In a good story, nothing happens by chance and nothing is irrelevant. Even if something seems irrelevant to the reader, the author should have had a reason for including it. That is the nature of authorship. Stories are not created by die-rolling, but by design. Their novelty is constructed by the author to keep the reader interested and the story going forward.

These two characteristics of many games, repetition and randomness, make for poor stories. It's worth noting that the classic adventure game avoids both. It avoids repetition because its challenges are usually mental, not physical (you don't have to try things again and again), and because they are usually symbolic rather than numeric (you're trying to solve a series of unique puzzles, not to rack up points or money). It avoids randomness, again because its challenges are non-numeric, and random setbacks are tiresome and irrelevant in the context of storytelling. If the player receives a setback in an adventure game, it must be for a reason - a deliberately constructed reason, just like a setback in a story. This is why the classic adventure game comes closest to interactive narrative of any game genre we have yet invented.

Although it may sound odd, I think rail-shooters like Half-Life are actually our next-most storylike genre after adventure games. They're not terribly sophisticated stories - characterization is almost nonexistent - but their rail-like nature keeps them moving forward. It's seldom necessary to go backwards in a rail-shooter, and the layout of the challenges is pre-determined, not random. They're the videogame equivalent of an action flick - which is why action flicks such as Die Hard make pretty decent videogames. (Of course many people, especially women, find action flicks tediously repetitive too: run, shoot, punch, do it again. Action flicks are stories, but rarely deep ones.)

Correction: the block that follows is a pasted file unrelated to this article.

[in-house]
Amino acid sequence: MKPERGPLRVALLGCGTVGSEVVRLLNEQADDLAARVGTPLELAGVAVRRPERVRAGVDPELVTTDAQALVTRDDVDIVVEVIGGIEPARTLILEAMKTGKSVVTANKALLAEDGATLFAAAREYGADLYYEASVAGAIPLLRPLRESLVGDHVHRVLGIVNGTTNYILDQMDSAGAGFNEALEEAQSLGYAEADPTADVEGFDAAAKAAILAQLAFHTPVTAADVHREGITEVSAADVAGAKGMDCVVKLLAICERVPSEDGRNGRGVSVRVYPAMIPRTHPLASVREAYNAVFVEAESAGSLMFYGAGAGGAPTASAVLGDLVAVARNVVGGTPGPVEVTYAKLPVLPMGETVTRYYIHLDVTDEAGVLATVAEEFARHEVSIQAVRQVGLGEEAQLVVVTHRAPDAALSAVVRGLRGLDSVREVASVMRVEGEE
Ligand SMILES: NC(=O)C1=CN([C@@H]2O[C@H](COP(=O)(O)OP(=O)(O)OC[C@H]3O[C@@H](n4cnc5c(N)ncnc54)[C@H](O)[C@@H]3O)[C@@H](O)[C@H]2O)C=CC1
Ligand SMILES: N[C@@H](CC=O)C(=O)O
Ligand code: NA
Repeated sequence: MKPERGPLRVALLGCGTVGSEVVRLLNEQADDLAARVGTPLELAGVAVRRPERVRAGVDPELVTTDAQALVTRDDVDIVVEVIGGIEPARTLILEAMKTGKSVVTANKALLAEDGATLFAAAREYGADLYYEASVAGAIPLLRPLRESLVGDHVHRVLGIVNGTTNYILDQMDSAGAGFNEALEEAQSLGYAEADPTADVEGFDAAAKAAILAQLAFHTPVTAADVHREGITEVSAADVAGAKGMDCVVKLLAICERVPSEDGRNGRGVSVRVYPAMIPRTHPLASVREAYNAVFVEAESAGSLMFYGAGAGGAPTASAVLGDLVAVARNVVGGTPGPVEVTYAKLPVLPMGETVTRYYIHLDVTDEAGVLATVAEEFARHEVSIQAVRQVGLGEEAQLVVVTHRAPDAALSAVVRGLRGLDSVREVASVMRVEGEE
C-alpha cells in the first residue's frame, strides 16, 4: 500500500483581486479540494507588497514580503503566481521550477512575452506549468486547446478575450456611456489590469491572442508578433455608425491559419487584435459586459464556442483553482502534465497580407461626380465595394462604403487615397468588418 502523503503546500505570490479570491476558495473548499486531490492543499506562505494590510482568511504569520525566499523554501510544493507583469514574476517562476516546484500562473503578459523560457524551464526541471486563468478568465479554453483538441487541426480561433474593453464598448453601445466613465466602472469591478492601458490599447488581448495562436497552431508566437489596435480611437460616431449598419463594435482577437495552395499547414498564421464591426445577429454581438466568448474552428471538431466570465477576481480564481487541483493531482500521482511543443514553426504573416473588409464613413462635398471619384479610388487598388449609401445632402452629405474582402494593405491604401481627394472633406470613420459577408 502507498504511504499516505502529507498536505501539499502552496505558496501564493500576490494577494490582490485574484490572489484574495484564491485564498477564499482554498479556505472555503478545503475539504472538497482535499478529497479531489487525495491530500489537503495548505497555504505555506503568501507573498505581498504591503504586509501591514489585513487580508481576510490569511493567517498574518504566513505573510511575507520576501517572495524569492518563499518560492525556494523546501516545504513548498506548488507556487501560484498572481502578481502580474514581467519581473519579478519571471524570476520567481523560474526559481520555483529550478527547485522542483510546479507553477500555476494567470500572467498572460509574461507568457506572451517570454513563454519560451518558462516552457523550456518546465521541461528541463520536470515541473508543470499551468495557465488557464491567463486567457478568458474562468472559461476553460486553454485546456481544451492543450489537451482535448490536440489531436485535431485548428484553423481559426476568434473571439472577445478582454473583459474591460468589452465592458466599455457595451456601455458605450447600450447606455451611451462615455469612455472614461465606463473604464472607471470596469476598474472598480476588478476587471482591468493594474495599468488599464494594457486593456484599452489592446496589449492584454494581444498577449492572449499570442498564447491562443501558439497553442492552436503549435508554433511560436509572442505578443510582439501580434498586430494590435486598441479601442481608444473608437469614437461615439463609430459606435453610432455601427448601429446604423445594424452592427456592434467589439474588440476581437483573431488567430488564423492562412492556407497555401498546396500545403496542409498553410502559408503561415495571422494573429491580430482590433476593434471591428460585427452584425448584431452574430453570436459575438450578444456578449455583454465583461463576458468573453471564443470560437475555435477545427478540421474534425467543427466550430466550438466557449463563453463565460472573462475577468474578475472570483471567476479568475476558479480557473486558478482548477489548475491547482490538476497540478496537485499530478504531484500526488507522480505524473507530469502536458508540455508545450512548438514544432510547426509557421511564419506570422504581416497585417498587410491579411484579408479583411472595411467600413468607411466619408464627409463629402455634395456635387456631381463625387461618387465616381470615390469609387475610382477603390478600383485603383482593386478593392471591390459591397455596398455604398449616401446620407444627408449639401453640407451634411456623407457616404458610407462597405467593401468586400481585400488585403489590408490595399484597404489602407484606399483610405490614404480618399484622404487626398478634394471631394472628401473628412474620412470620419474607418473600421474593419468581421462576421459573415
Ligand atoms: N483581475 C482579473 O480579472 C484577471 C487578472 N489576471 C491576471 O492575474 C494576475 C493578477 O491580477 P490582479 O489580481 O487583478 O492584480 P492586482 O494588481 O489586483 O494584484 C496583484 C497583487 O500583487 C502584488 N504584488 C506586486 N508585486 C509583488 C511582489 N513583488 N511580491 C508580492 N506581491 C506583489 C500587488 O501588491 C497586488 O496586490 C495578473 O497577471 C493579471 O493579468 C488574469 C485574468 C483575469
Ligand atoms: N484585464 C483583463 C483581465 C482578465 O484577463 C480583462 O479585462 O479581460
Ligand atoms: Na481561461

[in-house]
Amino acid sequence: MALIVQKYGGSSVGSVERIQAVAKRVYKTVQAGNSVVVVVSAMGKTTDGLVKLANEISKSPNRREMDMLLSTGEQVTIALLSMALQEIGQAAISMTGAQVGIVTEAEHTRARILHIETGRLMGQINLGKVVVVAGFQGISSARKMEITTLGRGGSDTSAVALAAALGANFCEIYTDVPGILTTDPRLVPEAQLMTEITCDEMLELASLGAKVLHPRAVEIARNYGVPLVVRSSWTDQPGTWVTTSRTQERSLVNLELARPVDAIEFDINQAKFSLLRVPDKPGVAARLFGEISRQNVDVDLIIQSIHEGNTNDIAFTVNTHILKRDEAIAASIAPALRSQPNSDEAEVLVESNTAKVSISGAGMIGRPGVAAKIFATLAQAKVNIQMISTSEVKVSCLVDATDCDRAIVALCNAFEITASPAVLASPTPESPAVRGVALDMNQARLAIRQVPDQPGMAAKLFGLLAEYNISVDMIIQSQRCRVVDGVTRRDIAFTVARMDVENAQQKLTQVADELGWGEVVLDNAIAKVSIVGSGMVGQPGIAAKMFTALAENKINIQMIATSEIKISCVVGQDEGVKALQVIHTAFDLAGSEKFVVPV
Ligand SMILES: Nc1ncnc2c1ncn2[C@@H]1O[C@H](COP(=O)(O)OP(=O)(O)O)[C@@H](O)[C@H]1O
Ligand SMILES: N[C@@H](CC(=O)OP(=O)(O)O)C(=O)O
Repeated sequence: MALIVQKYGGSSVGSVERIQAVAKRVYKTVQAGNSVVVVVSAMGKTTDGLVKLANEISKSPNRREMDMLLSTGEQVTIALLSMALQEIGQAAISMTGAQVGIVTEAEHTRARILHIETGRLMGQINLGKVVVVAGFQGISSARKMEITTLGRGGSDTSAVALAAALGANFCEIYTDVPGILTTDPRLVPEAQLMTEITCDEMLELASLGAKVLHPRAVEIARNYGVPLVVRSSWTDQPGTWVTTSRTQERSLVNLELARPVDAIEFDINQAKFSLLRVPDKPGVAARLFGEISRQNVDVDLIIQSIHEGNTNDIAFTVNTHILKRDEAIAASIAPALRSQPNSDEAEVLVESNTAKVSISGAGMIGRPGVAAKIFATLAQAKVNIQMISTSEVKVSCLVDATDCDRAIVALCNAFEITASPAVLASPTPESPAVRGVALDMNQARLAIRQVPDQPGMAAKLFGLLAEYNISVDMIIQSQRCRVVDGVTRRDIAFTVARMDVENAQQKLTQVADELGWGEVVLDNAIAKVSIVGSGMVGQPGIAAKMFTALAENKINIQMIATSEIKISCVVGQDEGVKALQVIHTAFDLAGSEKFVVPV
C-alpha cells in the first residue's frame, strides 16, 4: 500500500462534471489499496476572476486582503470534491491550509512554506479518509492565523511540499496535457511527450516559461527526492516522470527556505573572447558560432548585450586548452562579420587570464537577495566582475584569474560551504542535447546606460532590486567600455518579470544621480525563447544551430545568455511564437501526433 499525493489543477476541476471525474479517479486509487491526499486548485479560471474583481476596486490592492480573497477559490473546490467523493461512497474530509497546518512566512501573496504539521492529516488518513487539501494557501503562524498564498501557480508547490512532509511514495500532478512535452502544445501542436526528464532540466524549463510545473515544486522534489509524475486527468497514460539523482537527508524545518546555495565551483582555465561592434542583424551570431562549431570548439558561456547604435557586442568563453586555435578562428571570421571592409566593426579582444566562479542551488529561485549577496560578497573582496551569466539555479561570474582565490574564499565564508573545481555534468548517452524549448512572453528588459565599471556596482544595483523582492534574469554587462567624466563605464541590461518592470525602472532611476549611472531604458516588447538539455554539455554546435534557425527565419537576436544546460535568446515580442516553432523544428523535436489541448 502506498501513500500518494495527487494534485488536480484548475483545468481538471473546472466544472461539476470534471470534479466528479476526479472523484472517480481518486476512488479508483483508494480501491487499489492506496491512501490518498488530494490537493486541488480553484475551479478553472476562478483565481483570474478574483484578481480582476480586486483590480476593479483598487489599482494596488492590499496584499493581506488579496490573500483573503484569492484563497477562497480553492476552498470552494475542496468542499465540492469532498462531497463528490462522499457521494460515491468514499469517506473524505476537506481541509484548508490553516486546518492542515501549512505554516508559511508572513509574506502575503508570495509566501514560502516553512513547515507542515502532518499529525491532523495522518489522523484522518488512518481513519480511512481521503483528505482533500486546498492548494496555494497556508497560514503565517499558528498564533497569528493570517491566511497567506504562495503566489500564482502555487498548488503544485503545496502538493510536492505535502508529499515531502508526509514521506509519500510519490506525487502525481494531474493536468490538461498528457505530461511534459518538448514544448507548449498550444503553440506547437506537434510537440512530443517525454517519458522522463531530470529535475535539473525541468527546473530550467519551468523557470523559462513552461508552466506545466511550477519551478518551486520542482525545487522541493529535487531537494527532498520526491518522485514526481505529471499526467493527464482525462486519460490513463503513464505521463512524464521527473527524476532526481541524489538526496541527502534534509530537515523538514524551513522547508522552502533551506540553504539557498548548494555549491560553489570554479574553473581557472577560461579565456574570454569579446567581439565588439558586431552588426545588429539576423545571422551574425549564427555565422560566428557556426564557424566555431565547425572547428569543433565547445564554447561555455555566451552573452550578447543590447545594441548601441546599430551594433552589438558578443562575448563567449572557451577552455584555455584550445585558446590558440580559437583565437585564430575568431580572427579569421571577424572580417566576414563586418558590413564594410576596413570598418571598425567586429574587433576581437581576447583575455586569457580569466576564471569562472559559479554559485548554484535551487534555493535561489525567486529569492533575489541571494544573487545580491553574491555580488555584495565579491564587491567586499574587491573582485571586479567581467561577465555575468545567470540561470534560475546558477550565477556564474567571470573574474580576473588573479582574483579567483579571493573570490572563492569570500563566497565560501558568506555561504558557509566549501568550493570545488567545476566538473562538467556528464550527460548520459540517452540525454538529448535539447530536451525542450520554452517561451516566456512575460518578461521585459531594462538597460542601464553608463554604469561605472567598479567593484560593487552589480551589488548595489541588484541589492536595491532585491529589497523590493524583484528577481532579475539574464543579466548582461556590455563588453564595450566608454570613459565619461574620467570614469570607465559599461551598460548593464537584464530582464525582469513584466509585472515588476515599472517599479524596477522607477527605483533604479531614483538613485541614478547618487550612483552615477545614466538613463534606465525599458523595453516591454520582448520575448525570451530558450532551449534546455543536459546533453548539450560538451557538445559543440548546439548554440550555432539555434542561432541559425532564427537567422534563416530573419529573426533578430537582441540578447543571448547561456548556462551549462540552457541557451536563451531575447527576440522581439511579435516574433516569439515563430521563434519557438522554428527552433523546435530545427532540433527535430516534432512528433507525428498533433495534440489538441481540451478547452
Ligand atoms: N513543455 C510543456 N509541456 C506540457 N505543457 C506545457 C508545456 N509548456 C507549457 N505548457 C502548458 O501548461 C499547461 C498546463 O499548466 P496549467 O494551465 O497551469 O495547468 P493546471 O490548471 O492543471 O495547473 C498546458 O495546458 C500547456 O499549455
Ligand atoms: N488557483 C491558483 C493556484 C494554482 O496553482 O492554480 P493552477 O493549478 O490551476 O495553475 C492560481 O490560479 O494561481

In summary, I believe one of the keys to interactive narrative is to provide a continuous sense of forward progress - or at least, no sense of completely retrograde progress - and a feeling that everything that happens in the game world happens for a reason related to the storyline, not happenstance or accident. To provide true dramatic novelty, a videogame designer must abstain from two of the tools in our traditional gameplay toolbox, repetitious play and randomness.


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About the Author(s)

Ernest Adams


Ernest Adams is a freelance game designer, writer, and lecturer, and a member of the International Hobo game design consortium. He is the author of two books, Andrew Rollings and Ernest Adams on Game Design, with Andrew Rollings; and Break Into the Game Industry: How to Get a Job Making Video Games. Ernest was most recently employed as a lead designer at Bullfrog Productions, and for several years before that he was the audio/video producer on the Madden NFL Football product line. He has developed on-line, computer, and console games for everything from the IBM 360 mainframe to the Playstation 2. He was a founder of the International Game Developers' Association, and a frequent lecturer at the Game Developers' Conference. Ernest would be happy to receive E-mail about his columns at [email protected], and you may visit his professional web site at http://www.designersnotebook.com. The views in this column are strictly his own.